The Centers for Disease Control and Prevention (CDC) has expanded its warning about E. coli-tainted romaine lettuce to include all types of romaine from the Yuma, AZ, growing region, not just chopped romaine.
In an online statement, the CDC said: “This includes whole heads and hearts of romaine, chopped romaine, and salads and salad mixes containing romaine lettuce.”
The statement goes on to read:
“State and local health officials in Alaska interviewed ill people at a correctional facility in that state to ask about the foods they ate and other exposures before they became ill. Ill people reported eating romaine lettuce. Traceback investigations show that the lettuce ill people ate came from whole heads of romaine lettuce from the Yuma, Arizona growing region.
“The new information from the investigation in Alaska along with other information collected to date indicates that romaine lettuce from the Yuma, Arizona growing region could be contaminated with E. coli O157:H7 and could make people sick. Read CDC’s advice to consumers, restaurants, and retailers.”
“This investigation is ongoing, and CDC will provide more information as it becomes available. The new Alaska cases will be included in the next case count update; they are not reflected on the epi curve and map for this posting.”
More than 60 illnesses
According to a statement from the Alaska Department of Health & Social Services (DHSS), at least eight cases of E. coli illness were confirmed at the Anvil Mountain Correctional Center in Nome. The would push the outbreak totals to at least 61 ill in 16 states, with at least 31 victims hospitalized.
The CDC statistics also show that five people have developed hemolytic uremic syndrome (HUS), a potentially fatal type of kidney failure (see below). No deaths have been reported.
People who have become sick in the outbreak range in age from 10 years old to 85. The median age is 34, and 70 percent of the victims are female. Illnesses have been reported as far back as March 13.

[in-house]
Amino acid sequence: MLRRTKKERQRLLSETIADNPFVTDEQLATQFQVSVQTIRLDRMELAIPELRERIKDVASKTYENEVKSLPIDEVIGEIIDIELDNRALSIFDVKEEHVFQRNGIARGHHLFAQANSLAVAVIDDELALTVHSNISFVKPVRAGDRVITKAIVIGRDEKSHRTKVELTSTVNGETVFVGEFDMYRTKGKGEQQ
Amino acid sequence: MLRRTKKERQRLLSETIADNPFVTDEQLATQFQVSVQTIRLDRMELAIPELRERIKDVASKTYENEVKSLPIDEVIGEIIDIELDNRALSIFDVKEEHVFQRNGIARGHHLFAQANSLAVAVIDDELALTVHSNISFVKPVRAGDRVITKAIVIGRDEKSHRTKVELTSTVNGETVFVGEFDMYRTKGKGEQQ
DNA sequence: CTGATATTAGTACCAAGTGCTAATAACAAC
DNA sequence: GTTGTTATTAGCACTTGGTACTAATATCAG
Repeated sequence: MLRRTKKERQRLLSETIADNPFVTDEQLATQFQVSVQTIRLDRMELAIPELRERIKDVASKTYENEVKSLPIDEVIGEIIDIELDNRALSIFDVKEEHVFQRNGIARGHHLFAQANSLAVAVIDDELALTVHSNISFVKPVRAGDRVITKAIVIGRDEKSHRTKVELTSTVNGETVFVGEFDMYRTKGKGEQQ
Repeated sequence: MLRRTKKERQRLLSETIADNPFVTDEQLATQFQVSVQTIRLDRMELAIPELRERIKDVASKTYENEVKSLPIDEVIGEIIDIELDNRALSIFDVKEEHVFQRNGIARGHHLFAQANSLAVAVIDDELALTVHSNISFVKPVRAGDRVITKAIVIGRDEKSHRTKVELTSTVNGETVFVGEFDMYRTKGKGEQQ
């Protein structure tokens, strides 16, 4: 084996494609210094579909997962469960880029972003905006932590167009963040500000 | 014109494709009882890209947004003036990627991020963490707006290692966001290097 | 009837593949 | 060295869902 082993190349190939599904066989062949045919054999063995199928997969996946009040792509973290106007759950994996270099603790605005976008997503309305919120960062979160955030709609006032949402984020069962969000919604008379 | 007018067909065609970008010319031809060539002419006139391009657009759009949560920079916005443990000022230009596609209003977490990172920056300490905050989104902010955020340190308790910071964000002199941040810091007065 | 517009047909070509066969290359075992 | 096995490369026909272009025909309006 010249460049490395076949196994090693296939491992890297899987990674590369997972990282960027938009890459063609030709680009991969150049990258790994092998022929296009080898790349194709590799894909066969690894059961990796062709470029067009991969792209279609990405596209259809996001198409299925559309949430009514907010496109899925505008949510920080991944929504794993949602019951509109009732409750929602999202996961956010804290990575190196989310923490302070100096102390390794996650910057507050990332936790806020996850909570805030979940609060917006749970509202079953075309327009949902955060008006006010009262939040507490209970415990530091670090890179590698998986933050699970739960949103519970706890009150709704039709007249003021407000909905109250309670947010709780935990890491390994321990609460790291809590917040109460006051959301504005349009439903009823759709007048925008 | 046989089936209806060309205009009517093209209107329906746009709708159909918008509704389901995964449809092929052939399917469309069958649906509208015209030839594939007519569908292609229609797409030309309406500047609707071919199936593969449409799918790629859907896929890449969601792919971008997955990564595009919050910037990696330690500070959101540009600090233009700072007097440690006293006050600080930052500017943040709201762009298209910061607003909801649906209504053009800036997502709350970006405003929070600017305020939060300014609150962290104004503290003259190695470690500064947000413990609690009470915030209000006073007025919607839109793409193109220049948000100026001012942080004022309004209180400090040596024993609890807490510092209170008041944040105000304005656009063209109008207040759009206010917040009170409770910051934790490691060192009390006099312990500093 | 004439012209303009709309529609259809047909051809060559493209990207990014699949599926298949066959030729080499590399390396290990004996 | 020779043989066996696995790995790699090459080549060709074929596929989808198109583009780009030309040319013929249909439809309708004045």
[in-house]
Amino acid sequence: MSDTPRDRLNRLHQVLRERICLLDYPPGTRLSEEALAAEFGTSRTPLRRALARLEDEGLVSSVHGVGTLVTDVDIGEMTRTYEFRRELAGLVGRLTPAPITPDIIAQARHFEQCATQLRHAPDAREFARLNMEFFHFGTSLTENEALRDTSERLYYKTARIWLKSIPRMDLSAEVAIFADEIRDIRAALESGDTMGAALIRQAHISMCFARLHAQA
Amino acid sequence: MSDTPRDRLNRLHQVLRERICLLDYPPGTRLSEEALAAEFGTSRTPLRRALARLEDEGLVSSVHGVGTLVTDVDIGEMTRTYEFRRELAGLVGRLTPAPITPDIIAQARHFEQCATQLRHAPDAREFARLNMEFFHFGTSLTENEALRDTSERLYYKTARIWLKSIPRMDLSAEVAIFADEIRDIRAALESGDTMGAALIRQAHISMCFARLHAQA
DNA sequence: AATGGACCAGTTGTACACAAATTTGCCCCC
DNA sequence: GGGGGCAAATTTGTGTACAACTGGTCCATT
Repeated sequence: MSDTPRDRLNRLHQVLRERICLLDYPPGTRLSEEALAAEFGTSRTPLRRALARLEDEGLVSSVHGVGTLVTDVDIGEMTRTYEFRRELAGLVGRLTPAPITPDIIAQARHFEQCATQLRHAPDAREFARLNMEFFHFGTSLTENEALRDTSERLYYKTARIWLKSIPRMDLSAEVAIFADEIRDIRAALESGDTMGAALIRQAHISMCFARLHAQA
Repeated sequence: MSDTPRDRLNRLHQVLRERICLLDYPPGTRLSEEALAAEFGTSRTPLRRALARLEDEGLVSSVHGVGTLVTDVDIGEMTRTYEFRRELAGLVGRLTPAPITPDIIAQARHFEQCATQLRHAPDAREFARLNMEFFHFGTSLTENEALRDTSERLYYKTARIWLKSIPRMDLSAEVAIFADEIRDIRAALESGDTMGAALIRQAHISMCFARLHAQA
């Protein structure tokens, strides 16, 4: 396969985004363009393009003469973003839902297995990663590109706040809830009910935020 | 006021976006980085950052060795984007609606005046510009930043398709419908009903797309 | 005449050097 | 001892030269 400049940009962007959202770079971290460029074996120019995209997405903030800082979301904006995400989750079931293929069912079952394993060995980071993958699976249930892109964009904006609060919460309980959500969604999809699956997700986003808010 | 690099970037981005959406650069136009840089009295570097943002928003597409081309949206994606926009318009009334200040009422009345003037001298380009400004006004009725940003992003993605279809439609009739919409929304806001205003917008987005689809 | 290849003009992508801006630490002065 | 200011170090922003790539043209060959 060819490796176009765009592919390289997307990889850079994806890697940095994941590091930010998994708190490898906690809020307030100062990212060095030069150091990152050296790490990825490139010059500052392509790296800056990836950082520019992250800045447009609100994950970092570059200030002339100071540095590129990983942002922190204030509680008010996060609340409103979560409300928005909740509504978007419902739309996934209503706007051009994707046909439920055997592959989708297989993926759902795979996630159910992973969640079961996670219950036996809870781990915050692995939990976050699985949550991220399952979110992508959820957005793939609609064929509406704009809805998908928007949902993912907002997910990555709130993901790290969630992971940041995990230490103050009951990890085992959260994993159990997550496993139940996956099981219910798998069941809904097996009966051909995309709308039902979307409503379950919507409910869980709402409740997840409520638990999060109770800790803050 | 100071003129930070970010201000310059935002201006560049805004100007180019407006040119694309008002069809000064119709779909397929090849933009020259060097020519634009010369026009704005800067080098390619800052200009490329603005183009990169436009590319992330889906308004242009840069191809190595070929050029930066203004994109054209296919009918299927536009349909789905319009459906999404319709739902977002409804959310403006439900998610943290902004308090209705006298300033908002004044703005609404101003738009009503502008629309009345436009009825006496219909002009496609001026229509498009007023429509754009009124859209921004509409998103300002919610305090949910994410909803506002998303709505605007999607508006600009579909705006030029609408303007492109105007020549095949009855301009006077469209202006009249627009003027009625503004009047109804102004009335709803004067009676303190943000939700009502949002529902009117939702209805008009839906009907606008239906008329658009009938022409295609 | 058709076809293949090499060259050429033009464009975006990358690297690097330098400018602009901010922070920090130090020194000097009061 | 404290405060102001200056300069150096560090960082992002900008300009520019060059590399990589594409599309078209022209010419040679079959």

The CDC previously said it is investigating the outbreak in conjunction with the Food and Drug Administration (FDA), the U.S. Department of Agriculture’s Food Safety and Inspection Service (FSIS), and several state departments.
E. coli O157:H7 identified
Shiga toxin-producing Escherichia coli O157:H7 – also called E. coli O157:H7, E. coli O157, STEC O157, or simply O157 – has been identified as the common strain in all illnesses involved in the outbreak.
E. coli O157 is the most commonly identified Shiga-toxin-producing E. coli (STEC) in North America. When you hear news reports about E. coli outbreaks, they are usually talking about E. coli O157.
CDC says “throw it away”
The CDC is advising that anyone who has purchased romaine lettuce in any form should throw it away, or return it to the place of purchase. If you don’t know if the lettuce is romaine, get rid of it, the CDC said.
If you insist on buying romaine lettuce, whether in a restaurant or at a grocery store, you should first confirm that it is not from the Yuma growing area. If you cannot confirm that, do not buy it or eat it.
E. coli information
E. coli bacteria are one of the most common causes of foodborne illness in the U.S. annually. Most strains are benign, and E. coli are normally found in the intestines of mammals.
Anyone can become infected by E. coli, but people with the highest risk of becoming severely ill include children younger than 5, the elderly, and people with compromised immune systems.
E. coli symptoms
E. coli bacteria produce symptoms similar to those of other foodborne illnesses:
- diarrhea, which often can be bloody
- severe abdominal cramping
- nausea and vomiting
- fever and fatigue
- loss of appetite
- decreased urination.
Symptoms can last up to 10 days. Most people recover without needing medical attention, but complications can arise and produce dangerous consequences.
Hemolytic uremic syndrome (HUS)
About 10 percent of people infected with E. coli will develop HUS, which can be life-threatening. The overwhelming majority of HUS cases involve children younger than 5; the disease is the leading cause of acute kidney failure for that age group.
HUS typically develops after a prolonged case of diarrhea, usually a week or longer. The bacteria damage red blood cells, which can clog the kidneys’ filtering system. If kidney failure occurs, a kidney transplant is often necessary.
HUS is fatal 2 percent to 7 percent of the time, and those cases usually involve children. Victims who survive, however, can suffer long-term consequences, such as impaired kidney function or hypertension.